Winning Voices: Michael Fitzgibbons, Sr. Software Engineer at Home Depot Global Custom Commerce

Winning Voices: Michael Fitzgibbons, Sr. Software Engineer at Home Depot Global Custom Commerce

Each week, JWMI profiles students and alumni in its new featured series “Winning Voices.” Learn about our diverse community and what sets our program apart from those who have experienced it. For more great “Winning Voices” content, click here.

Michael Fitzgibbons
Sr. Software Engineer
Home Depot Global Custom Commerce
Program/Concentration: Jack Welch MBA 


I am a Senior Software Engineer for an e-commerce company specializing in home improvement product configuration and customization. Our technology framework provides customers with the ability to order products such as blinds, countertops, millwork, decks, and many others on the internet to their specifications. My responsibilities include translating requirements into development tasks, writing unit tests, fixing defects, and ensuring that we release the highest possible quality in our software products.

Why were you looking to get an MBA?

With more than twenty years of software development experience—much of that as a contractor/consultant—I aspired to transition from a position that involved less hands-on coding to a position of strategy and leadership. I will always love to write code, but I envision myself as someone who could hire and train teams of talented developers who have the same energy and passion for developing great software that I have.

What I lacked was knowledge of how businesses operate. I didn’t understand the budgeting process, operations, marketing role, and many other critical components of being a successful manager in any company. In other words, I did not know how to speak the language of business and communicate with leaders outside of IT.

Did you find the curriculum immediately applicable?

Yes, I was able to apply what I learned right from the start of the program. Although every course was highly valuable, the first two courses—Leadership in the 21st Century and Business Communications & Executive Presence—taught me how to lead and communicate in any business setting. Those two courses taught me as much about myself as they taught me about business administration. I learned about my leadership style, including my strengths and weaknesses as a leader. Never an incredibly confident public speaker, I learned how to deliver a compelling presentation with confidence. These are lessons that I will be able to use throughout the rest of my career.

Looking back at what you thought about an online program when you first embarked, what was your overall impression now? Did it meet your expectations via DQ boards, EOP videos, faculty etc?:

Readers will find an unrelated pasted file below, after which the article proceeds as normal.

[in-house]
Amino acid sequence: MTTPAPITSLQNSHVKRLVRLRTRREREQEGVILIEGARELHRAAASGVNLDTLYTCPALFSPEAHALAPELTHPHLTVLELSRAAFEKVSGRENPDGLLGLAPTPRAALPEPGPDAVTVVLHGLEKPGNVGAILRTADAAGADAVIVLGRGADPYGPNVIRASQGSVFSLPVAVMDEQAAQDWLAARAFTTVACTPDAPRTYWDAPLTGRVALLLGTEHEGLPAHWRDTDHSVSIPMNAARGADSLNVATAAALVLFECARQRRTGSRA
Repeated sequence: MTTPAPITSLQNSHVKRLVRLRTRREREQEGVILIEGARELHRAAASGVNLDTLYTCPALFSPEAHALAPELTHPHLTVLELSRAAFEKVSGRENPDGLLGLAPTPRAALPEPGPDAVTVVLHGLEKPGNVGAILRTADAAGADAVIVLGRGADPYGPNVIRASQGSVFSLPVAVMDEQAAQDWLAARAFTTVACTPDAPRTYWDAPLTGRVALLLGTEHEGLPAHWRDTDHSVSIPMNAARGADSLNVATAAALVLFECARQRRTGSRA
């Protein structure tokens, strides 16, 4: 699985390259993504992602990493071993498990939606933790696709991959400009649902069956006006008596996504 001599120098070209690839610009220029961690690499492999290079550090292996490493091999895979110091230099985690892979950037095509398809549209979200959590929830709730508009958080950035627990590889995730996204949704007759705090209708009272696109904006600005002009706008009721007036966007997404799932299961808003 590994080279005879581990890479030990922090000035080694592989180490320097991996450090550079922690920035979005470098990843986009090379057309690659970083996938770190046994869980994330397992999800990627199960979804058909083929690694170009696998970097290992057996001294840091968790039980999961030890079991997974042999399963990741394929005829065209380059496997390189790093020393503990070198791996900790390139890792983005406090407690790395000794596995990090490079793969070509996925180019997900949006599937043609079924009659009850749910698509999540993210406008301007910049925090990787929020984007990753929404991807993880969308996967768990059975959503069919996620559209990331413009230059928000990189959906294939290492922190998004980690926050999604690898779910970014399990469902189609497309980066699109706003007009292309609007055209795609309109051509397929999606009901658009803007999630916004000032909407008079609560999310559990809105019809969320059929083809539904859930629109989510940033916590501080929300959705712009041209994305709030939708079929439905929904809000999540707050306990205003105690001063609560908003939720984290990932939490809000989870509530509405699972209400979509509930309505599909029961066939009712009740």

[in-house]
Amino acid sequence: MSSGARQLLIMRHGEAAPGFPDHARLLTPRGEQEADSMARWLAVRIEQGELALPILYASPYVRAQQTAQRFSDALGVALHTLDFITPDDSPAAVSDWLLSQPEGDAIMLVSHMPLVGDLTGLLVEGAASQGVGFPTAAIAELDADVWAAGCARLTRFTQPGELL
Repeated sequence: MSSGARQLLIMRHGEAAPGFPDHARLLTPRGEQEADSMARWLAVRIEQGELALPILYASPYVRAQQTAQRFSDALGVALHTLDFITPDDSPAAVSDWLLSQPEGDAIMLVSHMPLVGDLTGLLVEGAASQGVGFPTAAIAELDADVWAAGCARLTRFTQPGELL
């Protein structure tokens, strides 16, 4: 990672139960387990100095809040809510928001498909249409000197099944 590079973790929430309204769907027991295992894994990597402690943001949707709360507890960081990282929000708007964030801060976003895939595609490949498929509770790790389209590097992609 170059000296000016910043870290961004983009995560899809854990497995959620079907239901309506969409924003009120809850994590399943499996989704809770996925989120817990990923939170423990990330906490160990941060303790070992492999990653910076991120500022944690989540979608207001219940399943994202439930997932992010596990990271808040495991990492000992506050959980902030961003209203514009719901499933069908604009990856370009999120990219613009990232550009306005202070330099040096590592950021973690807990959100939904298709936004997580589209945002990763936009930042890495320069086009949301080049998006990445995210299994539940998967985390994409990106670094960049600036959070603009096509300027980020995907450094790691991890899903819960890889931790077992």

My son was enrolled in an online program from grades 8-12, and I performed the role of mentor for him, so I felt that I had a good idea of what an online program experience might be. I wasn’t quite sure how that would work in an MBA program, and honestly, I was a bit skeptical. It didn’t take long to see that it works incredibly well. The discussion question (DQ) boards were structured exactly like my son’s DQ posts were, with the same weekly deadlines and requirement of an initial post and at least two peer responses. The critical difference was the requirement to demonstrate thought leadership. My ability to communicate with thought leadership improved dramatically because of the curriculum’s challenging questions and my professors’ high expectations.

The Experts of Practice (EOP) videos were also a highly valuable resource. What I liked most about them is hearing from leaders who were “walking the talk.” With a mathematics background, I am accustomed to college courses being heavy on theory and light on practicality. The EOP videos were quite the opposite. They provided valuable insights that can be used in our careers right now from some of the most influential executives in the world.


All of my professors were terrific, and I am thankful for each of them. Most of them were instructing me when I was at my best, which is why Professor Joseph Anderson really stands out for me. He worked with me during a period of great struggle after I fell behind due to illness. I wasn’t sure whether I could get caught back up again, but he let me know he wouldn’t give up on me as long as I didn’t give up on myself. Each week I felt stronger and stronger, and I was able to finish the course with the quality of work that he and I both knew I was capable of.

Please share any advice for new students embarking on the MBA journey.

For new students who are preparing to embark on the MBA journey, I have three key recommendations:

  1. Plan ahead and get organized. Each ten-week course will fly by quickly. Staying on track is much easier if you know what’s coming up. This is especially important if you are taking two classes simultaneously because you could easily have two major assignments due on the same weekend. Schedule everything out at the beginning of the course and do your best to stay on top of everything.
  2. Take full advantage of the opportunity. You may come across people in your courses from the same city, undergraduate school, or profession. Get to know them. Invite them to be your contacts on LinkedIn. Invite your professors and other JWMI staff too. JWMI has a great community of people who all want the same thing—to be the best they can be.
  3. To borrow from one of my employer’s core values—work hard and enjoy the ride. Yes, this program is hard work if you put your all into it, but it is also a very enjoyable program. Have fun with it! It was great to see so many professors having fun teaching the material, which made it so much more enjoyable to learn.

Connect with Michael Fitzgibbons on Linkedin

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